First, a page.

Written by Tanya Salcido
It’s no wonder advertising agencies are creating campaigns designed for Hispanic Millennials — the census projects this year that Millennials will surpass Baby Boomers as the largest living generation. This generation continues to grow and thrive as young immigrants expand their roots in the U.S.
Navigate both worlds
For advertisers, it’s critical to fully understand how this generation perfectly blends language, culture and identity. They hold the identity of both cultures — Hispanic and American — without robbing one of the other. They are proud of being Hispanic and want to be recognized as individuals, not lumped into a large group. Family, music, food and open-mindedness are embraced by this population. Final decision-making is a collective one with family, never individualistic. This is a reflection of culture.
Hispanic Millennials are digital natives and are fluent in digital speak. They focus on that language, rather than choosing English over Spanish or vice versa. The Bilingual Brain Report points out that ads in Spanish do a better job of connecting with this group when content is emotional in nature, but overall, advertisers that try too hard to “be Spanish” can cause Hispanic Millennials to disengage.
Hispanic Millennials over index for mobile adoption and use. It’s safe to say that they can’t recall a time where going online took an effort. According to Nielsen, general smartphone ownership reached 77 percent, while 82.4 percent of Hispanics owned smartphones. And per an Experian survey, 22.7 percent of Hispanic Millennials reported they were likely to purchase products they saw advertised on their mobile phones.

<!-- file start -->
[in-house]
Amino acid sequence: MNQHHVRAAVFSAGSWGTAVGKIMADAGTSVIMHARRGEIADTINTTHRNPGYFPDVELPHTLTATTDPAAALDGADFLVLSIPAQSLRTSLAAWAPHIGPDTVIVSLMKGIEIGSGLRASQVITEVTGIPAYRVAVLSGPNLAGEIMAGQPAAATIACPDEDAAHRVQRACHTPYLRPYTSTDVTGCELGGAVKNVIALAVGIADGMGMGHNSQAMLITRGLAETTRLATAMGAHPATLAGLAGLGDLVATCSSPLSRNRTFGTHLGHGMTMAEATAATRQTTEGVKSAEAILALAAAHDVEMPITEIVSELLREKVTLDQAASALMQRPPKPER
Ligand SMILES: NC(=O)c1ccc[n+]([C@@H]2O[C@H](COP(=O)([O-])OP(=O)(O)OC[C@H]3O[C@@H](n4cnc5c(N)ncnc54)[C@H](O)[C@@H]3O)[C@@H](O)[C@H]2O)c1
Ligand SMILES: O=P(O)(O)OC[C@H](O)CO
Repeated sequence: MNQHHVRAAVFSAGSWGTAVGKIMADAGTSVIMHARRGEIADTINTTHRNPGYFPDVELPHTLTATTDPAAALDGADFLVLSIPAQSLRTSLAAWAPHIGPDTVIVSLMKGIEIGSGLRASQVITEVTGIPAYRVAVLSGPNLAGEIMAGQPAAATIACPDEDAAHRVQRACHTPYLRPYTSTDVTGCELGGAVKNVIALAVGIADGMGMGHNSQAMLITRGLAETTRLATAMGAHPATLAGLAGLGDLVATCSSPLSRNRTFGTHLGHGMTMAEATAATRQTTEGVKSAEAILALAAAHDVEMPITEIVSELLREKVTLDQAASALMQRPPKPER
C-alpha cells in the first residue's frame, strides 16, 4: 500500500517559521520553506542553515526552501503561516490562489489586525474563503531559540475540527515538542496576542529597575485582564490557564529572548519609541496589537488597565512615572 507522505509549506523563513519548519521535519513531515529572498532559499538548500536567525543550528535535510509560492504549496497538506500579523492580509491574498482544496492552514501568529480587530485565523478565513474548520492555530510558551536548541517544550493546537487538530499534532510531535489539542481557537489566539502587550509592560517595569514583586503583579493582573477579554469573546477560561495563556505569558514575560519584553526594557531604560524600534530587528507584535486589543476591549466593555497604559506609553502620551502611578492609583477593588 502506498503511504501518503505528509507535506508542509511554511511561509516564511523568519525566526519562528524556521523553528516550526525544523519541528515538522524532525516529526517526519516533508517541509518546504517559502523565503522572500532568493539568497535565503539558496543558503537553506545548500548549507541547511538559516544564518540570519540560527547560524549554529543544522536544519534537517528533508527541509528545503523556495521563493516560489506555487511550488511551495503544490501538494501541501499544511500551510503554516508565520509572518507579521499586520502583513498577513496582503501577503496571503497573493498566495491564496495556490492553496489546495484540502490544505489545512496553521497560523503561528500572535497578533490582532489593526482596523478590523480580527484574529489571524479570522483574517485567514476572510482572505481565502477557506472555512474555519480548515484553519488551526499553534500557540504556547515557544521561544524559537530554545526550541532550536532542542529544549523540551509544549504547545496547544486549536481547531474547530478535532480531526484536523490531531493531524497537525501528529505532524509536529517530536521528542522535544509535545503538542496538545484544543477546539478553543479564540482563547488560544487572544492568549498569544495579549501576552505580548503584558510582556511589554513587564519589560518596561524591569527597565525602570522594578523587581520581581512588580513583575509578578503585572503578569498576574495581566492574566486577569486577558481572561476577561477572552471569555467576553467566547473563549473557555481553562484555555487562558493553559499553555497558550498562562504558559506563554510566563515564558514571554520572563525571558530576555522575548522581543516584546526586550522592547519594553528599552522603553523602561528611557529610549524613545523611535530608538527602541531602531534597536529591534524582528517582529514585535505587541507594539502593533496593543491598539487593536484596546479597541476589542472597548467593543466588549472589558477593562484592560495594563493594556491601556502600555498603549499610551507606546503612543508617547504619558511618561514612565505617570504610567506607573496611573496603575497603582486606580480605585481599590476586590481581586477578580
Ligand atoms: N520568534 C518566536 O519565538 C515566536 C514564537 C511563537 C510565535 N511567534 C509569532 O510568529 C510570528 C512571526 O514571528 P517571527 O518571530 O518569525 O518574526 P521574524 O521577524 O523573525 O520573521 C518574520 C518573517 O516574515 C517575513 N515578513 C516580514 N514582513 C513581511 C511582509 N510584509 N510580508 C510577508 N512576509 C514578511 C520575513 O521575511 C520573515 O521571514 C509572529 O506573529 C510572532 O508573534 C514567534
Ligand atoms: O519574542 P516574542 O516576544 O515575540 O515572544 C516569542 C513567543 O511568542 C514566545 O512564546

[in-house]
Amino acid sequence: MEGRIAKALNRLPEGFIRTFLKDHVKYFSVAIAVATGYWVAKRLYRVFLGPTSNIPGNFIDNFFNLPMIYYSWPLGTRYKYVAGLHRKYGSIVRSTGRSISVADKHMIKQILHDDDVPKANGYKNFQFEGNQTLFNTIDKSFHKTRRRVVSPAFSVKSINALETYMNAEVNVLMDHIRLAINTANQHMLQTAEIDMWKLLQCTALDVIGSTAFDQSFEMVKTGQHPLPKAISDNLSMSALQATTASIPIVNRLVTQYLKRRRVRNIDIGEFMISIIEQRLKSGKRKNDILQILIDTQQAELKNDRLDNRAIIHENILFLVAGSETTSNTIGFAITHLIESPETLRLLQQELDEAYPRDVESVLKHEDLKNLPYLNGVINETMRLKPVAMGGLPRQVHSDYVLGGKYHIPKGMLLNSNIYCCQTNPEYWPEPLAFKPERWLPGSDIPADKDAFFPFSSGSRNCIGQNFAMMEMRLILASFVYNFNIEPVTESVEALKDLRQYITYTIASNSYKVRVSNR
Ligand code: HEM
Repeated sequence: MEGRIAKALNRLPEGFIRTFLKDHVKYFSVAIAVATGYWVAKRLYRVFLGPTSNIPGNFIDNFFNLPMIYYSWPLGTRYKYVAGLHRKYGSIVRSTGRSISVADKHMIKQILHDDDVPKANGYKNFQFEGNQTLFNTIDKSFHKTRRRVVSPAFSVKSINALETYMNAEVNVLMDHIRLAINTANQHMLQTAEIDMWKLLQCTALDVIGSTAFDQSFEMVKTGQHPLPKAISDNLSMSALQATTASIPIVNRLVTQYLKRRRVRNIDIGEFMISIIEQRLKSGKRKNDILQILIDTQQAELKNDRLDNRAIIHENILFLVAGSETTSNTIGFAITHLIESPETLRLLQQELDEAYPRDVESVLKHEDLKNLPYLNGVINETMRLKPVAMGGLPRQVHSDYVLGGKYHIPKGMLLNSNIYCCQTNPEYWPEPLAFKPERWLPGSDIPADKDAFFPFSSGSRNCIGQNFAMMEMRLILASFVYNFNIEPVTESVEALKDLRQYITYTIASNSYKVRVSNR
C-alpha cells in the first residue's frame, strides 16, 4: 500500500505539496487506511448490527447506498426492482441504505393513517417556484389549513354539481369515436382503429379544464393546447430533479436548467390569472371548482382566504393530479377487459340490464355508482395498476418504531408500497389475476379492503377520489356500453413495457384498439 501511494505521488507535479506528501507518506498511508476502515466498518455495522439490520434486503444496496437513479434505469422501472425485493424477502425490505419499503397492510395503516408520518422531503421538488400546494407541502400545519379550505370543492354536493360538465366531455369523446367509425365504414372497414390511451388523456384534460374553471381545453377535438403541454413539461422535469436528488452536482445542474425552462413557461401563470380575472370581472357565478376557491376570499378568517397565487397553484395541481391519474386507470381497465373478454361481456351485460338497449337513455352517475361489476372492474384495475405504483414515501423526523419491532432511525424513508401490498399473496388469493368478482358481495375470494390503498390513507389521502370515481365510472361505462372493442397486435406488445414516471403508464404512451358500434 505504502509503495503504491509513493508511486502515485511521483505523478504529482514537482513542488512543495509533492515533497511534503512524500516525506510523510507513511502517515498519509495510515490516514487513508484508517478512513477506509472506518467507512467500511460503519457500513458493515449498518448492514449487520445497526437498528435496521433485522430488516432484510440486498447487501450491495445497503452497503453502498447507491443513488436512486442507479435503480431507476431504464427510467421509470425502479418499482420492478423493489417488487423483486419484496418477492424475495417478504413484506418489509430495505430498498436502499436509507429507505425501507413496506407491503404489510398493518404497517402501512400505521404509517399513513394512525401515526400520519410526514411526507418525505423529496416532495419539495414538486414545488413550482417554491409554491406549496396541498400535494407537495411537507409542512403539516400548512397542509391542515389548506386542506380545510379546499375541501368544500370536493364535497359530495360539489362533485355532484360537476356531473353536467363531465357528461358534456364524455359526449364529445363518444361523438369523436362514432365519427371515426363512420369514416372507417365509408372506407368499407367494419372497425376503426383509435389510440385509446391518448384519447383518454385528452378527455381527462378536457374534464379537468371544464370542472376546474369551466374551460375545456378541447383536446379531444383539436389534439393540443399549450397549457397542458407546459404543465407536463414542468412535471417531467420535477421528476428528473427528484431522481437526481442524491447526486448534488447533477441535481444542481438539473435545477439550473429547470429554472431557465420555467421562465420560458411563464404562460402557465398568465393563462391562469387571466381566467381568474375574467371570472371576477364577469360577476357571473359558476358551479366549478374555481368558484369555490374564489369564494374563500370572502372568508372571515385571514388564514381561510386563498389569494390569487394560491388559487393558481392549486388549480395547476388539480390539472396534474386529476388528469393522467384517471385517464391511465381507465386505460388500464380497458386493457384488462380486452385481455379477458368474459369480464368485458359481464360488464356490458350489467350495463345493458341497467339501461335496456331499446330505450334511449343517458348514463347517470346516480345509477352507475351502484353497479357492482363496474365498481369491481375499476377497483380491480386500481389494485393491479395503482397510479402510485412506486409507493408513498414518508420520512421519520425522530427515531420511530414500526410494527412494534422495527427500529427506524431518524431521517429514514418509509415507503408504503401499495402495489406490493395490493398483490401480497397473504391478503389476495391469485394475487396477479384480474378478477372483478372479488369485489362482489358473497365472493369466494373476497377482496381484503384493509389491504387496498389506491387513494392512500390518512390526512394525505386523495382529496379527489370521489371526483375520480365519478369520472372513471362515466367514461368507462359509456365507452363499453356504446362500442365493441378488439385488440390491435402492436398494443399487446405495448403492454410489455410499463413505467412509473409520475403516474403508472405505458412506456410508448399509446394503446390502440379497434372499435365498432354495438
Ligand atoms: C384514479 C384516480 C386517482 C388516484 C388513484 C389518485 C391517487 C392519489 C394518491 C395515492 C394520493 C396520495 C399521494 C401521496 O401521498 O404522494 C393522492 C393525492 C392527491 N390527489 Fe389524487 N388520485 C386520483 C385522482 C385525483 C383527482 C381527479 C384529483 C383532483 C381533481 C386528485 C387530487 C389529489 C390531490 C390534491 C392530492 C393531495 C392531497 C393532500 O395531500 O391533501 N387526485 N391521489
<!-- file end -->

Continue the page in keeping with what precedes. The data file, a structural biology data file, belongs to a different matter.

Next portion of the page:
Email communication consumed on mobile is considered bona fide communication, not spam, with Hispanic Millennials and they regularly opt-in to receive texts from brands they are interested in. Most young adults report waking up 15 minutes early to check Facebook from their smartphones.
Among this population, Facebook, Instagram and other social media networks are are the go-to source when staying in contact with family members who still live in their country of origin. The popular social sites provide a form of connectedness with Hispanic Millennials.
Everything considered, agencies run the risk of being late to the party and out of sight when not targeting Hispanic Millennials in campaigns. What are your thoughts? Please share your comments below or tweet me at @TanyaSalcido.
About the Author: A digital marketing strategist and early adopter of technology, Tanya Salcido is skilled in the ways of digital branding, strategic online communications and influencer campaigns. When not in front of a computer screen, Tanya enjoys watching 80s movie classics and rooting for the Angels. Connect with her on Twitter at @TanyaSalcido.